Looking at the newly-uploaded video of the conversation I had with Bill Direen for the New Zealand Cultural Icons series, though, I have to admit the brutal truth: I am well bald. Iconic Bill's thick brown locks only serve to emphasise my nakedness (Bill is a decade and a half older than me, but I have speculated before that, like his good friend Lemmy Kilmister, he might have been made immune to the normal attritions of time by a rigorously hedonistic rock 'n roll lifestyle). My chat with Bill was recorded last October, and has been uploaded as the thirtieth instalment in the series produced by Devonport's Art Depot. Bill had wandered down the road to the Depot, which is blessed with its own film studio, from the Michael King Centre on the side of Mount Victoria/Takarunga, where he was serving a six month spell as writer in residence. I had already thrown Bill a few foul balls at September's Going West Literary Festival in Titirangi, where Ted Jenner and I had spent an hour on stage with him exploring his biography and obsessions.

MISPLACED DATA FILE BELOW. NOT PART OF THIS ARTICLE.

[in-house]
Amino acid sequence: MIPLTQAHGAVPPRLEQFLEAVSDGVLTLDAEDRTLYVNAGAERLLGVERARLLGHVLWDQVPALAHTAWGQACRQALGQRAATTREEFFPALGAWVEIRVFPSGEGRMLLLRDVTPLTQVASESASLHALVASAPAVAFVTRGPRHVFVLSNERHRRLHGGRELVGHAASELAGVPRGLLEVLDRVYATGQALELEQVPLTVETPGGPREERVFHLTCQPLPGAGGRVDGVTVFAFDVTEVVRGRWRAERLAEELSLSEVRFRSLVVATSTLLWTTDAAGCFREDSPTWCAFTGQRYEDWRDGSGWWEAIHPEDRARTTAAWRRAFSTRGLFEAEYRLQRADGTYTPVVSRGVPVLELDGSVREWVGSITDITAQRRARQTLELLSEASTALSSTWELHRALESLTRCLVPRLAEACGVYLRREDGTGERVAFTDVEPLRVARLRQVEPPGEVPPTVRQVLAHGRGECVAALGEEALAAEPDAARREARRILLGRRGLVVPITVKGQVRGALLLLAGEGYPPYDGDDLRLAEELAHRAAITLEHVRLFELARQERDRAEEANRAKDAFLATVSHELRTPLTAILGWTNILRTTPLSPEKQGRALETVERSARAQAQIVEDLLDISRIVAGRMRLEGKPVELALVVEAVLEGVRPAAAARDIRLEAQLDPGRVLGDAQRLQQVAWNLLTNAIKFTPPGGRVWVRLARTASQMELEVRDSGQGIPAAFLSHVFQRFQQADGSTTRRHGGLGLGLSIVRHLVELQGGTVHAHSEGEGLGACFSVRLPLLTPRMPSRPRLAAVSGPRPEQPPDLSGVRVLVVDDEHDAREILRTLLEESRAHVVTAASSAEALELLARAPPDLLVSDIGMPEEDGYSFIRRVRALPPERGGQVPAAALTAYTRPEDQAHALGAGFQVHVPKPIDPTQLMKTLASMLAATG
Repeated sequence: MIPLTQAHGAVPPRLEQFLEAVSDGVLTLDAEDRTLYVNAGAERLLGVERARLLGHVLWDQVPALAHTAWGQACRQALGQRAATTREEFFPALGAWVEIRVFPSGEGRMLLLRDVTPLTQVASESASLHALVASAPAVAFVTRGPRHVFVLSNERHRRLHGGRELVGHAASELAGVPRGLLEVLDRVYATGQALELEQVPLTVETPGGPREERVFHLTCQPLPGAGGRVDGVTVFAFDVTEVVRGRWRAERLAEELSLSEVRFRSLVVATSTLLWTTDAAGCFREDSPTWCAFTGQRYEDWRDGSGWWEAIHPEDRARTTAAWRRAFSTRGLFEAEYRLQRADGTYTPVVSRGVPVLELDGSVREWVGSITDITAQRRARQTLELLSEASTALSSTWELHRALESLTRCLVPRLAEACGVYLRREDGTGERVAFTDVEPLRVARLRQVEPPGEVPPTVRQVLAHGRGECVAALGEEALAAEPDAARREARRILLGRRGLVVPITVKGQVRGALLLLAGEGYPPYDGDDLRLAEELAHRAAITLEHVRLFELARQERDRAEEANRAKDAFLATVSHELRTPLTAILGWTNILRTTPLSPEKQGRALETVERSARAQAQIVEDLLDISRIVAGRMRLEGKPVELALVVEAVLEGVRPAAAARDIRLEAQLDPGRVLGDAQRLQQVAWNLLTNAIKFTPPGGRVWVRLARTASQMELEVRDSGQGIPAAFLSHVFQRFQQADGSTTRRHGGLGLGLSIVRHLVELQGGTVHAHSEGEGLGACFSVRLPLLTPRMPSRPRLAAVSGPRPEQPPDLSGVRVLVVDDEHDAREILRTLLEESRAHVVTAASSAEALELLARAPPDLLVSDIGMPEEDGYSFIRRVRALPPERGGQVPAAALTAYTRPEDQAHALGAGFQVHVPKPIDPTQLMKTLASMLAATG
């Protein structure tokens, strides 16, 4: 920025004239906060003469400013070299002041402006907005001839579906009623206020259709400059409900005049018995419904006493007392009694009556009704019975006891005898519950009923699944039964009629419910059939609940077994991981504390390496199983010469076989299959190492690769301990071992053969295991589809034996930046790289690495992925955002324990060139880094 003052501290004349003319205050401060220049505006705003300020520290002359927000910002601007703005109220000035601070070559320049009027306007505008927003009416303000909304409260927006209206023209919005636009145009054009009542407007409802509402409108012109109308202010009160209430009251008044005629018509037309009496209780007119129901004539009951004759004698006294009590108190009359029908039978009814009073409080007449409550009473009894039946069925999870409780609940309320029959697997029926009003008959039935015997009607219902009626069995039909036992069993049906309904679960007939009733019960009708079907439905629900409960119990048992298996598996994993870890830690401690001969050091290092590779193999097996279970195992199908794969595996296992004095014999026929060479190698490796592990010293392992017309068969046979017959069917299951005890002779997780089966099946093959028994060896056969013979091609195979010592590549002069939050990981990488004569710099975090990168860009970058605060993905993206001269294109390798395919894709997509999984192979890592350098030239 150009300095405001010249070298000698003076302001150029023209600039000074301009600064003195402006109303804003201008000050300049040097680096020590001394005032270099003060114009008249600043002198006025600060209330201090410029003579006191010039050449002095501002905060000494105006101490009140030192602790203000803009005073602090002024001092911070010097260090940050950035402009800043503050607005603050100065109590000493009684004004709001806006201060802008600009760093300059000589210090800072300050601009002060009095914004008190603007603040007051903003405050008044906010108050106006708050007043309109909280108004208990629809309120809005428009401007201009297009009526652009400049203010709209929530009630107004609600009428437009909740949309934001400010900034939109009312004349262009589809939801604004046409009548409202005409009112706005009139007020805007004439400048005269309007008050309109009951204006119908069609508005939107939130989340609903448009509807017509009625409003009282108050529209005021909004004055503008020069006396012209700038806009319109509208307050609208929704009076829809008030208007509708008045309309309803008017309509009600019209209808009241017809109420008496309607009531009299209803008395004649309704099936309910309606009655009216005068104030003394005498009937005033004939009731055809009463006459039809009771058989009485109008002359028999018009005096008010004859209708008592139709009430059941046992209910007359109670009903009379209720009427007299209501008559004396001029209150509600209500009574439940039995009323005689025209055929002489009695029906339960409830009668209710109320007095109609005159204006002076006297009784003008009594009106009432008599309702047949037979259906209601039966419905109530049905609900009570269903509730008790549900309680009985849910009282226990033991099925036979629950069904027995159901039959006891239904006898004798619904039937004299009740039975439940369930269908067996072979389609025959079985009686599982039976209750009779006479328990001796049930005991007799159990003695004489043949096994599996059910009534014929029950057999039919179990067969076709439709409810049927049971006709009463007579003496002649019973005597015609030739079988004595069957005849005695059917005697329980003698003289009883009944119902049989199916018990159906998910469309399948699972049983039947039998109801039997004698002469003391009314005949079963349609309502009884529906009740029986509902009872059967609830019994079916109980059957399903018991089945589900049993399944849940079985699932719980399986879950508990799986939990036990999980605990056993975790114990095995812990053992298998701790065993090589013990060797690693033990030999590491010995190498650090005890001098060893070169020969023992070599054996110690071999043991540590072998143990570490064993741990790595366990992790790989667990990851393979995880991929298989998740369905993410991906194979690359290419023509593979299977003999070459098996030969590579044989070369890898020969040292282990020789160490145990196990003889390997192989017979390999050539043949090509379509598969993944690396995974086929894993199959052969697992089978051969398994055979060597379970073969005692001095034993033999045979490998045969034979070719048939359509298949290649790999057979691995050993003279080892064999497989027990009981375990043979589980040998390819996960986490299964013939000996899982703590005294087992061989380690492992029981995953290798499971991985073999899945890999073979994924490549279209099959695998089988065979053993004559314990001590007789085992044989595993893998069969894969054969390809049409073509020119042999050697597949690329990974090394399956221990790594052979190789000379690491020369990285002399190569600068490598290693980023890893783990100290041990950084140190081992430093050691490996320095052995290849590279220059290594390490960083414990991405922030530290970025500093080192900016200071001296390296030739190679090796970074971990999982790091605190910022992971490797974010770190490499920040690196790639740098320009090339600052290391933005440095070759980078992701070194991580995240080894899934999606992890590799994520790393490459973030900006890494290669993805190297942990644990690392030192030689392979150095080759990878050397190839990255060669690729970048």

The Art Depot conversation started sensibly enough, with Bill answering questions about the pagan folk songs and Catholic rituals which were part of his upbringing in working class Christchurch, but then moved into a series of debates about the place of Latin in southern hemisphere schools and the literary qualities of punk music. Either tiring of or warming to my provocations, Bill suddenly donned a funny pair of glasses, announced that he had assumed my identity, and began demanding that I answer questions about "Bill Direen's next move" and "Bill's greatest secret". My replies were inevitably rather fanciful. For reasons which I can't quite understand, the folks at the Depot chose not to upload that part of the interview.
Last weekend Peter Simpson's Holloway Press published the diary which Bill kept during his stint at the Michael King Centre; I'll be reviewing this extraordinary text soon.